2WHAT IS COMPUTER FORENSICS?Computer forensics is simply the application of disciplined investigativetechniques in the automated environment and the search, discovery, and analysis of potential evidence. It is themethod used to investigate and analyze data maintainedon or retrieved from electronic datastorage media for the purposes of presentation ina court of law, civil or administrativeproceeding. Evidence may be sought in a widerange of computer crime or misuse cases.Computer forensics is rapidly becoming a science recognized on a par withother forensicsciences by the legal and law enforcement communities. As this trendcontinues, it will becomeeven more important to handle and examine computerevidence properly. Not every departmentor organization has the resources to havetrained computer forensic specialists on staff.COMPUTER FORENSIC PROCESSAs in any investigation, establishing that an incident has occurred is the firstkey step. Secondly,the incident needs to be evaluated to determine if computerforensics may be required. Generally, if the computer incident resulted in a loss of time or money, or the destruction orcompromise of information, it will require theapplicationof computer forensic investigativetechniques. When applied, thepreservation of evidence is the first rule in the process. Failure topreserve evidence inits original state could jeopardize the entire investigation. Knowledge ofhow thecrime was initiated and committed may be lost for good. Assignment of responsibilitymay not be possible if evidence is not meticulously and diligently preserved.The levelof training and expertise requiredto execute a forensics task will largely depend onthelevel of evidence required in the case. If the result of the investigation were limitedtoadministrative actions against an employee, the requirement would be lower thantaking the caseto court for civil or criminal litigation.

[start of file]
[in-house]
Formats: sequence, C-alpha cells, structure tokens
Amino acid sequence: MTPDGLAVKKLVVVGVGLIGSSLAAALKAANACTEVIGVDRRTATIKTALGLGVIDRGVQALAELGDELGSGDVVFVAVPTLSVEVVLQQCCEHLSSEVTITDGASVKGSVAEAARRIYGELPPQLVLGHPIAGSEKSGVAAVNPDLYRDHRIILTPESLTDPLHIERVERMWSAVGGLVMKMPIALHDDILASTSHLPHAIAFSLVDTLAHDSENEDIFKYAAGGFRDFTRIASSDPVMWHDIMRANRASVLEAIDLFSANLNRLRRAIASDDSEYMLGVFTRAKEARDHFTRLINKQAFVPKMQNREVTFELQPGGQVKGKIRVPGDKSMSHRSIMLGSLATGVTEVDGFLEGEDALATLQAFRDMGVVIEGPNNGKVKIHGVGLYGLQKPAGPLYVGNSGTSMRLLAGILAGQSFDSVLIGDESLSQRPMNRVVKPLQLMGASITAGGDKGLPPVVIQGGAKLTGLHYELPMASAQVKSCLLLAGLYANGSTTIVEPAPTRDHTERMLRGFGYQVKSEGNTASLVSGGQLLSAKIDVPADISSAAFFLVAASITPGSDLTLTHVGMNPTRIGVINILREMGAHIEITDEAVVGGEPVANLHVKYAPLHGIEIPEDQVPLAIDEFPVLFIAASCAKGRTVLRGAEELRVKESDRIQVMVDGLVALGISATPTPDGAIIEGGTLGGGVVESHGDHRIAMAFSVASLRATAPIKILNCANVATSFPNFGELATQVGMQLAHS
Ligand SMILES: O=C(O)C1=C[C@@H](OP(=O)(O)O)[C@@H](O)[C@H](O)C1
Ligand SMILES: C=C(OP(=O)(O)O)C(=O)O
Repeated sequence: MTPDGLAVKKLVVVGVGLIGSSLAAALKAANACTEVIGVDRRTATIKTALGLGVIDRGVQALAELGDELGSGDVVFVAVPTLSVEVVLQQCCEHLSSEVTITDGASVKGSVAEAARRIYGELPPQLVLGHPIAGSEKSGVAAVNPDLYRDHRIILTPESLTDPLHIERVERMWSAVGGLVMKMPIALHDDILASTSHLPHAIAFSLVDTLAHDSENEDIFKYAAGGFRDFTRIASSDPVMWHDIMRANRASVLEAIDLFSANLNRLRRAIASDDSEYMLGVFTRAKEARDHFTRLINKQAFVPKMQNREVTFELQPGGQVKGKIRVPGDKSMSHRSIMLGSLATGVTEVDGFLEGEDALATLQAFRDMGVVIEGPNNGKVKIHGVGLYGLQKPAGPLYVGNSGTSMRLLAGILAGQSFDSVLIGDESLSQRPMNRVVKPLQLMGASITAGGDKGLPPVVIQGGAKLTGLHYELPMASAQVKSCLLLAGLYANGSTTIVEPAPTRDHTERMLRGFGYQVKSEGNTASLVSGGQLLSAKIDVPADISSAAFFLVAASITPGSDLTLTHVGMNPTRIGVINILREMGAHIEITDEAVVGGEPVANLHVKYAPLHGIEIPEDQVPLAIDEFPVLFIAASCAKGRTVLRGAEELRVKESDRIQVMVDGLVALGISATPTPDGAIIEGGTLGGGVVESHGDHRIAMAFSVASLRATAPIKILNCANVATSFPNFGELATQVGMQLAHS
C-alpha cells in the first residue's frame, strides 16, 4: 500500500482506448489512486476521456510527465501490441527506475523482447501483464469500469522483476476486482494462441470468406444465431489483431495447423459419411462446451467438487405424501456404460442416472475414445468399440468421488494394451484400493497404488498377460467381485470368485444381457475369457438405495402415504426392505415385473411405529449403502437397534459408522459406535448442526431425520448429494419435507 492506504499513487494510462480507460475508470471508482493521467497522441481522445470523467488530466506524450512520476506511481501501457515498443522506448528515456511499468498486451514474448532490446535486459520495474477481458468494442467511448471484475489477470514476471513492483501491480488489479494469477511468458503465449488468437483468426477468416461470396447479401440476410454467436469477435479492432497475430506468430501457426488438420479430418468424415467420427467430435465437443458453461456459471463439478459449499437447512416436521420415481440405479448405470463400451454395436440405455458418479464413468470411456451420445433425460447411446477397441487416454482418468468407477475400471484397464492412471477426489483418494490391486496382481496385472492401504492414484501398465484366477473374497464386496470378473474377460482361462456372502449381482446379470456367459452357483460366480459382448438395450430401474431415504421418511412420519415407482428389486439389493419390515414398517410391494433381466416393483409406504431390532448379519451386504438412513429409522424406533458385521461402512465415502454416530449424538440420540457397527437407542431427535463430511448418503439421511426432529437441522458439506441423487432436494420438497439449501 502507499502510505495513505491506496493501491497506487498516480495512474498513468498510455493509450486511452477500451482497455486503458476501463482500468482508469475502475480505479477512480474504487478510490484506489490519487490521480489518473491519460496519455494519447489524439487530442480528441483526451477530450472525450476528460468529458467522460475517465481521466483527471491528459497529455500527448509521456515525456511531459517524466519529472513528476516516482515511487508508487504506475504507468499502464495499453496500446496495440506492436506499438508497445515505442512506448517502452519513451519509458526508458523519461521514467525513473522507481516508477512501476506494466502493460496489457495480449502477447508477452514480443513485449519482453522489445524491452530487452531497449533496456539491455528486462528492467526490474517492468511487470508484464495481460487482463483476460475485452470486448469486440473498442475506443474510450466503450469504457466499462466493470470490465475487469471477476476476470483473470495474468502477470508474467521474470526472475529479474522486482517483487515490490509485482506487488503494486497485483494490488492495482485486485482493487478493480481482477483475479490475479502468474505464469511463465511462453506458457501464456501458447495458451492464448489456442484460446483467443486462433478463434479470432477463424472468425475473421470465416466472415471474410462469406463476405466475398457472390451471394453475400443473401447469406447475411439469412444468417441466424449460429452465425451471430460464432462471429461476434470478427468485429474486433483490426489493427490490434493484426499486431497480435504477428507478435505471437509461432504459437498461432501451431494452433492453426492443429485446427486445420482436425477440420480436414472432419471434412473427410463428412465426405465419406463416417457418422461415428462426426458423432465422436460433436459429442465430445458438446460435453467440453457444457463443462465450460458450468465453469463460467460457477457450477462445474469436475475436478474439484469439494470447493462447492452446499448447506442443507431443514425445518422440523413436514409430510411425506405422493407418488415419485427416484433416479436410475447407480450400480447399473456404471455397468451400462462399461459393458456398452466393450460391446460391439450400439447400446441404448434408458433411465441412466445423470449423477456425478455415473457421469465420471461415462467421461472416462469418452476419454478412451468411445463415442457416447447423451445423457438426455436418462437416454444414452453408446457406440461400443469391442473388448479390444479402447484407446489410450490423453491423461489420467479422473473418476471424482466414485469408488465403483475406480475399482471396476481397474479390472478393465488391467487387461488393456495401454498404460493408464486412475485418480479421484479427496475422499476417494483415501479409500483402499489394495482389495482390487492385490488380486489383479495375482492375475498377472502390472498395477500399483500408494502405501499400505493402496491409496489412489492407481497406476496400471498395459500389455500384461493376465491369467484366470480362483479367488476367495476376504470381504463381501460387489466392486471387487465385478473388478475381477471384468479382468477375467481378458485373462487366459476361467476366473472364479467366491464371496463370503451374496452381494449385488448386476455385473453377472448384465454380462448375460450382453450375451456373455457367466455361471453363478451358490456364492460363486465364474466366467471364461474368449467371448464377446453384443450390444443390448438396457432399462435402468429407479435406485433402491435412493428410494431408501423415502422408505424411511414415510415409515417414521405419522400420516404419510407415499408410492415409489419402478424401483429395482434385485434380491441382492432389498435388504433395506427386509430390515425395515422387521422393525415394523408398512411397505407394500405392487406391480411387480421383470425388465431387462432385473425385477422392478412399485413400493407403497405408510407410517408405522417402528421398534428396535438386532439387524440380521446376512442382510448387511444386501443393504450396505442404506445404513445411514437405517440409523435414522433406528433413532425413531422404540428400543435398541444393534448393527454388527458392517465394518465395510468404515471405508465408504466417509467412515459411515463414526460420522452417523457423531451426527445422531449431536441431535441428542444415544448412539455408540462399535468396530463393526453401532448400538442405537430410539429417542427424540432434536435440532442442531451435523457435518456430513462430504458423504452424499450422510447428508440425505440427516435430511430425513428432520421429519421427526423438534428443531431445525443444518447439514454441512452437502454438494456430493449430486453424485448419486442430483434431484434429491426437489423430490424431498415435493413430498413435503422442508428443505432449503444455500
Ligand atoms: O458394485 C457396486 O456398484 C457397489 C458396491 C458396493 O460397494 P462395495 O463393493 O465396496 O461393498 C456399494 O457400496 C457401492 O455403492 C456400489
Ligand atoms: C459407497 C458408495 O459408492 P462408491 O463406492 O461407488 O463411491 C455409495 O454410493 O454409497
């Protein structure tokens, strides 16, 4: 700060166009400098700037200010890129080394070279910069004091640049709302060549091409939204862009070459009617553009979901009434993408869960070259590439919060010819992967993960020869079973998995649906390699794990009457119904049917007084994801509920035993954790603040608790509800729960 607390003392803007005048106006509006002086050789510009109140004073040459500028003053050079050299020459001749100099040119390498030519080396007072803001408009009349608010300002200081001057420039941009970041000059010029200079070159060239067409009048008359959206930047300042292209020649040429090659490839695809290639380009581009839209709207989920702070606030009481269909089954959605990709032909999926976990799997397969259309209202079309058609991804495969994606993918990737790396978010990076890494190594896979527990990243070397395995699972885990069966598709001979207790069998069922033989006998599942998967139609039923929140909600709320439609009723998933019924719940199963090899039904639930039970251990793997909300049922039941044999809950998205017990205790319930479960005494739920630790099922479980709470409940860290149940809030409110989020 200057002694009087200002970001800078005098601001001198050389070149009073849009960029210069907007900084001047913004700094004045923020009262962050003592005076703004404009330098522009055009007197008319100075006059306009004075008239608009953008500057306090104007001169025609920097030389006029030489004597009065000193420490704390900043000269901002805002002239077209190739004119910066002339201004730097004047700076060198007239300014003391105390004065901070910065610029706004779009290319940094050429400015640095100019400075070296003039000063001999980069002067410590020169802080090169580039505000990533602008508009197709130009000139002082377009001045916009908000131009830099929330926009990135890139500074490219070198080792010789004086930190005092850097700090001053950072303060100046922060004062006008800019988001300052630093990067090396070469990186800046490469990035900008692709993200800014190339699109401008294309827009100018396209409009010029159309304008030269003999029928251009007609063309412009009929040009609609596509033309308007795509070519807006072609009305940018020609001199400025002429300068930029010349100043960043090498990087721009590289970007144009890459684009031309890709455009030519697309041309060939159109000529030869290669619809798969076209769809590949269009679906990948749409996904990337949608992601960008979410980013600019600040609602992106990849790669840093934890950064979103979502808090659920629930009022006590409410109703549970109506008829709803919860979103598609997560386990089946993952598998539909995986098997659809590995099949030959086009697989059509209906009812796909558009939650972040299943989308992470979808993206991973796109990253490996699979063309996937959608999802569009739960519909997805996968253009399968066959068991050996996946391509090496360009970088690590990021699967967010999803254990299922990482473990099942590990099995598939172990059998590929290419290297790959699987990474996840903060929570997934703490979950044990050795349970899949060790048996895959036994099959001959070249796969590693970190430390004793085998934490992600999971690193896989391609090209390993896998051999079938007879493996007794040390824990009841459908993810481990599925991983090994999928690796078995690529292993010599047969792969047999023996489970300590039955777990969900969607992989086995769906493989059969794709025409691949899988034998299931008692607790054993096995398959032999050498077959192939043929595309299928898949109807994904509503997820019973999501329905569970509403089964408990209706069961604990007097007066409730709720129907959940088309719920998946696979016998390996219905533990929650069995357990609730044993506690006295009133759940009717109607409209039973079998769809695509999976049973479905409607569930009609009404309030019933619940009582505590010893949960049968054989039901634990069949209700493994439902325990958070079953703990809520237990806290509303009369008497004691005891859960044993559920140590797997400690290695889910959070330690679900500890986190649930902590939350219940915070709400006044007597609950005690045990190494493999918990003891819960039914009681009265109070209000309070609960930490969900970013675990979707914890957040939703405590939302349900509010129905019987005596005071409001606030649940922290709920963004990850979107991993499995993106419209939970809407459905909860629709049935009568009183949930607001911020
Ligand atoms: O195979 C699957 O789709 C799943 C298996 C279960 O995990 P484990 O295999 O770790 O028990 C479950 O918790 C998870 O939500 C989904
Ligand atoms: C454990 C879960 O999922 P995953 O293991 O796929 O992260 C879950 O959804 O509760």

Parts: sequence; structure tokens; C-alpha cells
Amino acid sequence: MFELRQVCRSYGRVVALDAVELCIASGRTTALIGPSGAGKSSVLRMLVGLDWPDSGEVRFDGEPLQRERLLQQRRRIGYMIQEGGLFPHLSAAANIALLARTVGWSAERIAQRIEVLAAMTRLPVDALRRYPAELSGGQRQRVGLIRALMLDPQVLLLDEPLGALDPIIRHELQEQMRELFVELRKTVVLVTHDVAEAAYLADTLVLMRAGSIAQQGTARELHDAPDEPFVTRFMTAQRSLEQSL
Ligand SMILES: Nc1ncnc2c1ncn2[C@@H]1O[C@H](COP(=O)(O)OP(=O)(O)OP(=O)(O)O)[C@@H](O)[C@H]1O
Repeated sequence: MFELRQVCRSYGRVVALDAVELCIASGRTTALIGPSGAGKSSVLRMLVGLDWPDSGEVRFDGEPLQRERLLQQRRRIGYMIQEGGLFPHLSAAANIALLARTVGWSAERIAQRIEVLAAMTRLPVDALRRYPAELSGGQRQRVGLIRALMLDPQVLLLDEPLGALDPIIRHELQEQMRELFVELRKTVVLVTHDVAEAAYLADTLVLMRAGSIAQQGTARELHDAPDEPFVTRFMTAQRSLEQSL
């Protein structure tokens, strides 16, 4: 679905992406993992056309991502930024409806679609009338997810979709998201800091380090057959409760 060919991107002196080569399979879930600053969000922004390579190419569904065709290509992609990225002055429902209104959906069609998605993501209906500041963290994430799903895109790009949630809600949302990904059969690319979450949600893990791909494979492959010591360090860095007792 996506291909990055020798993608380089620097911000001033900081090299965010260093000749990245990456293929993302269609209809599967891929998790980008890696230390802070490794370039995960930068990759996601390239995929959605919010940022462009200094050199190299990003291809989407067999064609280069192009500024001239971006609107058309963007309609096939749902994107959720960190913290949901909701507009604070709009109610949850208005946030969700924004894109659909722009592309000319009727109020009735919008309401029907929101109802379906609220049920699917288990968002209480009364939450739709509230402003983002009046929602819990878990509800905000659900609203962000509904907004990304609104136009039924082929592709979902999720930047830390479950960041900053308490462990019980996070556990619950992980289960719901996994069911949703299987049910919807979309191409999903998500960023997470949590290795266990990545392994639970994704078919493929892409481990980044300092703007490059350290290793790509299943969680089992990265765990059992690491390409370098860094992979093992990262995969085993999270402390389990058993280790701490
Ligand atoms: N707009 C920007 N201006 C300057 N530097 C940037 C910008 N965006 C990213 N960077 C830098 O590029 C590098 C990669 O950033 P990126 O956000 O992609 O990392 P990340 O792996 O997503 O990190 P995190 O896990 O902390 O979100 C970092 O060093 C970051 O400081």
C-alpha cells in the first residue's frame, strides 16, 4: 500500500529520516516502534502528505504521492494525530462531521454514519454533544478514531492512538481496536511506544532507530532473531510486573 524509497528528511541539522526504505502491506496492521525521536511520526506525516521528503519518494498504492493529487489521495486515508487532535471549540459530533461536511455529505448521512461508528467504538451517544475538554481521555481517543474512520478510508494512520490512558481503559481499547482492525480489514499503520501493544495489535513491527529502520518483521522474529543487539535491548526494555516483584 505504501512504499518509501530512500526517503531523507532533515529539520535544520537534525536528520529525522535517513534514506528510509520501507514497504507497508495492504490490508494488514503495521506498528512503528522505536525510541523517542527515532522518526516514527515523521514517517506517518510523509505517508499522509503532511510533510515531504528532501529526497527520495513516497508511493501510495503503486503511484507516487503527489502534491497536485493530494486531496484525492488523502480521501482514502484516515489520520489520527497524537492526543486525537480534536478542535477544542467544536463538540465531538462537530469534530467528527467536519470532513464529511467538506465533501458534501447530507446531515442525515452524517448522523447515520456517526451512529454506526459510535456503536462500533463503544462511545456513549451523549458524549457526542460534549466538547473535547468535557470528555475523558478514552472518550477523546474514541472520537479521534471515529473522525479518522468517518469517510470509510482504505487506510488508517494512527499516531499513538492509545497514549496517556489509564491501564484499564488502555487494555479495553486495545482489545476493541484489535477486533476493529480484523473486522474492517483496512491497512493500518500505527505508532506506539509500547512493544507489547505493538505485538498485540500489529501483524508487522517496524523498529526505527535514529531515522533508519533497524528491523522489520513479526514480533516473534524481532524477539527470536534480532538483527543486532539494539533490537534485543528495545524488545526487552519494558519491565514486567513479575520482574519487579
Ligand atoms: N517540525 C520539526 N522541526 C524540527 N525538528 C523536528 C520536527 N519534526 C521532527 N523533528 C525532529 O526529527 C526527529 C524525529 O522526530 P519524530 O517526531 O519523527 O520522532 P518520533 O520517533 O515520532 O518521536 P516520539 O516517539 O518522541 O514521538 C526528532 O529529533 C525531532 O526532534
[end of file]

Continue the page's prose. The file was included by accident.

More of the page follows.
Computer Forensic www.bestneo.com
3WHO CAN USE COMPUTER FORENSIC EVIDENCE?Many types of criminal and civil proceedings can and do make use of evidencerevealed by computer forensics specialists:Criminal Prosecutors use computer evidence in a variety of crimes whereincriminating documents can be found: homicides, financial fraud, drug andembezzlement record-keeping, and child pornography.Civil litigations can readily make use of personal and business records found oncomputer systems that bear on: fraud, divorce, discrimination, and harassment cases.Insurance Companies may be able to mitigate costs by using discovered computerevidence of possible fraud in accident, arson, and workman's compensation cases.Corporations often hire computer forensics specialists to ascertain evidence relatingto: sexual harassment, embezzlement, theft or misappropriation of trade secrets andother internal/confidential information.Law Enforcement Officials frequently require assistance in pre-search warrantpreparations and post-seizure handling of the computer equipment.Individuals sometimes hire computer forensics specialists in support of possibleclaims of: wrongful termination, sexual harassment, or age discrimination.EXAMINATION STANDARDSMany software applications keep temporary records, temporary documents and othertemporary data that the user is not aware of, and therefore, does not delete, passwordprotect or otherwise try to hide. This data can normally be quickly located andaccessed by forensic examiners.